May 22, 2013

Proper Pet Care Series #3: Grooming

Grooming Can Be Fun!Now that we’ve talked about nutrition and exercise,
Barkworthies wants to top off our three-part series on Proper Pet Care with some great information about the benefits of Dog Grooming. If you missed the previous articles from our Proper Pet Care blog series, we’d encourage you to take a peek at our posts on Proper Pet Nutrition and Proper Pet Exercise.

Maintaining proper canine hygiene is hugely important to your pet’s physical and psychological well-being. And relatively speaking, dogs are surprisingly good at keeping themselves clean — but sometimes they need a hand. No matter what, grooming should be fun. So before we jump in, let’s talk about how to make sure your dog is comfortable being groomed. After all, grooming is supposed to be an enjoyable bonding experience.

Barkworthies Baked Lamb LiverMake Grooming Fun!

The trick is to start regular grooming at a young age. For older and adopted dogs, sometimes this can be a challenge as some dogs simply aren’t comfortable being groomed. Maybe they’re shy or they previously had a bad experience. If you have an older dog who’s skittish about grooming, try and relax them first and keep the sessions short. Beginning with 5–10 minute sessions of light brushing interrupted by petting, you can eventually lengthen the sessions as your dog becomes more comfortable. Try Barkworthies’ Baked Lamb Livers — a delicious treat great to break apart and use for training.


The easiest and possibly most important type of basic grooming, regular brushing helpskeep your dog’s coat and skin in great condition. Not only does brushing help remove dirt and untangle hair, it also provides a great opportunity to check for fleas and ticks. This routine maintenance is essential for dogs of all types. You might need to buy a few different tools depending on your dog’s coat and grooming needs

Short Haired Dogs: Dogs with short hair require less maintenance than long haired breeds. Weekly grooming should suffice for dogs with smooth coats. Begin with a rubber brush to remove dead larger particles of dirt and dead skin. Follow up with a bristle brush to remove dead hair. Breeds with denser short coats will require a slicker brush in place of a rubber brush to gently remove tangles.

Long Haired Dogs: Breeds with longer hair require more frequent grooming. If possible, these breeds should receive daily brushing with a slicker brush to gently untangle hair. Follow things up with a bristle brush to remove dead hair and smooth out the coat. Make sure to trim hair around the feet and hocks — hair from these areas tend to drag on the ground.


On average, dogs only need a bath once every three months. Bathing more frequently is fine too — especially if your dog is spending a lot of time outdoors. Just make sure you’ve got the right cleaning products for your dog — shampoos for people aren’t meant for dogs. Barkworthies recommends finding a pH-balanced shampoo and conditioner for dogs. There are even a variety of all-natural shampoos and conditioners that are free of chemicals and work great! Here’s a basic rundown of what you’ll need — and what you’ll need to do — during bathtime.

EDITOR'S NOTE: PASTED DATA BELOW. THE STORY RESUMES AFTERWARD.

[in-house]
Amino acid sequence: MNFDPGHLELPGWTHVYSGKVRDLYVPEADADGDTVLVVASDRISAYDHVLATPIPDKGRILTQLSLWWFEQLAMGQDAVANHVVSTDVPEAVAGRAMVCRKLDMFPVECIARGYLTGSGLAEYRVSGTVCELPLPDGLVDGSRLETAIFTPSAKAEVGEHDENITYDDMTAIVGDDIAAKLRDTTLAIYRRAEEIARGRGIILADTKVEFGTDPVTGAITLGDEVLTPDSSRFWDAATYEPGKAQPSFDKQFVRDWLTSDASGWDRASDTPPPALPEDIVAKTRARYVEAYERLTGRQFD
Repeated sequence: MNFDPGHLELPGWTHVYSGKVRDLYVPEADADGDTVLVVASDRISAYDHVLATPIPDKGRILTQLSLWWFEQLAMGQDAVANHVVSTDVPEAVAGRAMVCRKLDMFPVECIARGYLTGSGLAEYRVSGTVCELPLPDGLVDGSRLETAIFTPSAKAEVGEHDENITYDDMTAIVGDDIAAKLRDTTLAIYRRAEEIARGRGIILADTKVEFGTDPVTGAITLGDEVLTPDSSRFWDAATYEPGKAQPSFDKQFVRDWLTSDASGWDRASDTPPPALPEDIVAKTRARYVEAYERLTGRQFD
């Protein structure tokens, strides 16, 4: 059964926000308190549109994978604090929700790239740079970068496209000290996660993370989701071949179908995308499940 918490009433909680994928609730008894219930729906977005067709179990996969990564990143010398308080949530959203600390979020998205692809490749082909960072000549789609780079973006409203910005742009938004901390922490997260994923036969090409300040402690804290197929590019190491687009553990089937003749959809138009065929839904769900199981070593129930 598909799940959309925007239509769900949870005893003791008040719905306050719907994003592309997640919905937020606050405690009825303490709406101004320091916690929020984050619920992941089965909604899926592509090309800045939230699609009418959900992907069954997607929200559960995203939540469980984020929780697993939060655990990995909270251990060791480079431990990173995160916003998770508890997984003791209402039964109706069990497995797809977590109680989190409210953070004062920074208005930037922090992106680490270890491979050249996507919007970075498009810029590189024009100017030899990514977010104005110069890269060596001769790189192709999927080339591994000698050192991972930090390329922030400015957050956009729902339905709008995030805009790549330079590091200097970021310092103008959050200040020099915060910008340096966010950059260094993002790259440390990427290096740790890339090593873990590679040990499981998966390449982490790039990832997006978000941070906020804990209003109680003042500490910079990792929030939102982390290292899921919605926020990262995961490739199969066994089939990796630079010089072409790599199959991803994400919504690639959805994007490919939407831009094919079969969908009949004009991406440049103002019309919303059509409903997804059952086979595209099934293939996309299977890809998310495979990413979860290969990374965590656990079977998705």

1. Brush your Pet — Brushing before bathing is essential. It removes the dead hair and mats allowing you to better clean your dog.

2. Wet your dog — Use a gentle spray hose or plastic pitcher to wet your dog. Be careful and avoid getting water into the eyes or ears. To play it extra safe, you can use cotton balls to prevent water from getting in the ears.

3. Shampoo/Condition — Gently massage your dog with shampoo, working it in from head to tail. Rinse and repeat with conditioner.

4. Rinse/Dry — Rinse off your dog with clean water making sure to remove all excess shampoo and conditioner. If you use a blow dryer to dry your dog, make sure it’s not set too high! Alternatively, you can also towel dry your dog.

Grooming is a Great Bonding Experience!Clipping

Trimming toenails can be one of the hardest jobs in dog grooming. Many dogs are skittish about having their paws handled. There are a few steps you can try before trimming your dog’s nails to help calm them down. First, get them used to having their paws handled. This will help to reduce their anxiety and reduce your chance of cutting them too short. Only use sharp guillotine-type clippers and be sure to avoid the small vein running through the nail. This vein, also called the quick, can be seen through the nail. Finish any rough edges with an emery board.

Like other aspects of grooming, clipping nails becomes easier over time. Make sure at the end of each trim, you give your pup a treat like our Beef Jerky. This will help them understand that by allowing you to trim their nails, there’s something in it for them.

Since covering everything from nutrition and exercise to grooming, we’ve put together a basic yet comprehensive guide on what’s what when it comes to the fundamentals of pet care. Barkworthies believes these three areas in particular to be the most important aspects of canine health. Trust your judgement when it comes to caring for your dog — nobody knows their dog better than their owner! But, if you’re ever in question about something, always contact a veterinarian.

Barkworthies specializes in safe and all-natural premium dog treats and chews. Be sure to follow us on Facebook & Twitter for the latest news, product reviews and specials!

Leave your comment